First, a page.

Original Article

Prevalence and Impact of Anemia in Hospitalized Patients

Authors: Jean-Sebastien Rachoin, MD, Elizabeth Cerceo, MD, Barry Milcarek, PhD, Krystal Hunter, MBA, David R. Gerber, DO


Objective: The prevalence of anemia is increasing in the general population similarly to other comorbidities and is associated with high mortality in a variety of settings. Most studies, however, have analyzed older adults or specific comorbidities, and the independent impact of anemia on outcomes in a general population of hospitalized patients has not been clearly defined.

Methods: Retrospective analysis of a medical records database of all consecutive patient discharges (aged 18 years or older) admitted to our institution from January 1, 1999 through December 31, 2008.

Results: A total of 179,516 admissions were included. Of these, 18,589 patients were diagnosed as having anemia (10.4%). There were 123,586 patients younger than 65 years. The prevalence of anemia among all of the discharges was characterized by a significant linear increase across the 10-year time frame, from 8.7% (1999) to 12.8% (2008), as was the average number of comorbidities. Over time, anemic patients were characterized by increasing comorbidity. Anemia was significantly associated with mortality (6.5% vs 2.5%; P< 0.001, odds ratio 2.68). This association remained significant after additional adjustment for demographic characteristics and comorbidities. The risk of mortality was significantly higher in patients younger than 65 years than it was in patients older than 65 (odds ratio 3.2 vs 2.1, respectively).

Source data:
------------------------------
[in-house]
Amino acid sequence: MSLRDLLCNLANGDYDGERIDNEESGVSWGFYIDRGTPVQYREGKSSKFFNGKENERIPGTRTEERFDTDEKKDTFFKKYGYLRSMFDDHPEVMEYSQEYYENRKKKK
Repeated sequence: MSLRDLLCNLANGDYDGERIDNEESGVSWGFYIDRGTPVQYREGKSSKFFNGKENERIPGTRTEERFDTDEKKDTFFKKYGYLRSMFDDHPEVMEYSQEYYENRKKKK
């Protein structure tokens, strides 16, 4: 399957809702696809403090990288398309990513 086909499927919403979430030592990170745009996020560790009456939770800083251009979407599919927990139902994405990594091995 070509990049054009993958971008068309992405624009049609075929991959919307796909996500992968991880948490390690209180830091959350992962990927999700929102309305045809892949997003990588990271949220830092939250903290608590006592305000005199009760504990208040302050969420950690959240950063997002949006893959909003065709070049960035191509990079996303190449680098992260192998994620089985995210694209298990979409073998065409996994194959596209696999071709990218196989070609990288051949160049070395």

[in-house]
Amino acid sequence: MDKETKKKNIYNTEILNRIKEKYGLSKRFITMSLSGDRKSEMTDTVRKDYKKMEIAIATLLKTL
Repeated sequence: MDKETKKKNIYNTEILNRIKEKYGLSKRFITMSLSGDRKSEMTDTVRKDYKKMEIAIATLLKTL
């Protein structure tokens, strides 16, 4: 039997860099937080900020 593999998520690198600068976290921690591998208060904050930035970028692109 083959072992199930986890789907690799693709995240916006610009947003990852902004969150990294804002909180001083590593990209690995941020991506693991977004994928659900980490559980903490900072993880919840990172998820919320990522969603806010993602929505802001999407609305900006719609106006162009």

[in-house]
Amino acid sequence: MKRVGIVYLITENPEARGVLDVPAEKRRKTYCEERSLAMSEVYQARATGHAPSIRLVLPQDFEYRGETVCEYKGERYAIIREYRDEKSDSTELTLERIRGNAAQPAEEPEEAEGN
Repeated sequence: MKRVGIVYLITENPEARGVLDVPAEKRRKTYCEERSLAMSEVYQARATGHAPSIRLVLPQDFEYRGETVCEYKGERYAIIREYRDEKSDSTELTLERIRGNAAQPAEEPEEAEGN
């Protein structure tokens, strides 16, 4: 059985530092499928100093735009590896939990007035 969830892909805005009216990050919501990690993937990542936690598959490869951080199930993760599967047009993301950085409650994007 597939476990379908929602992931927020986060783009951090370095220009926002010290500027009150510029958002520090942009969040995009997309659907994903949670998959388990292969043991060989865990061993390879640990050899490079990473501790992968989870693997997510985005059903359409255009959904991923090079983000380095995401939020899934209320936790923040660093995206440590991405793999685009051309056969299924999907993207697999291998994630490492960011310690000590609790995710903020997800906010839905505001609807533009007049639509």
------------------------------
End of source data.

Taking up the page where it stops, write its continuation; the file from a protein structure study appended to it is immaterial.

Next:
Conclusions: The prevalence of anemia increased during a 10-year time frame, as did the average number of associated comorbid conditions. With adjustment for time, demographic factors, and additional comorbidities, anemia remained independently associated with mortality. This association was stronger in younger patients.

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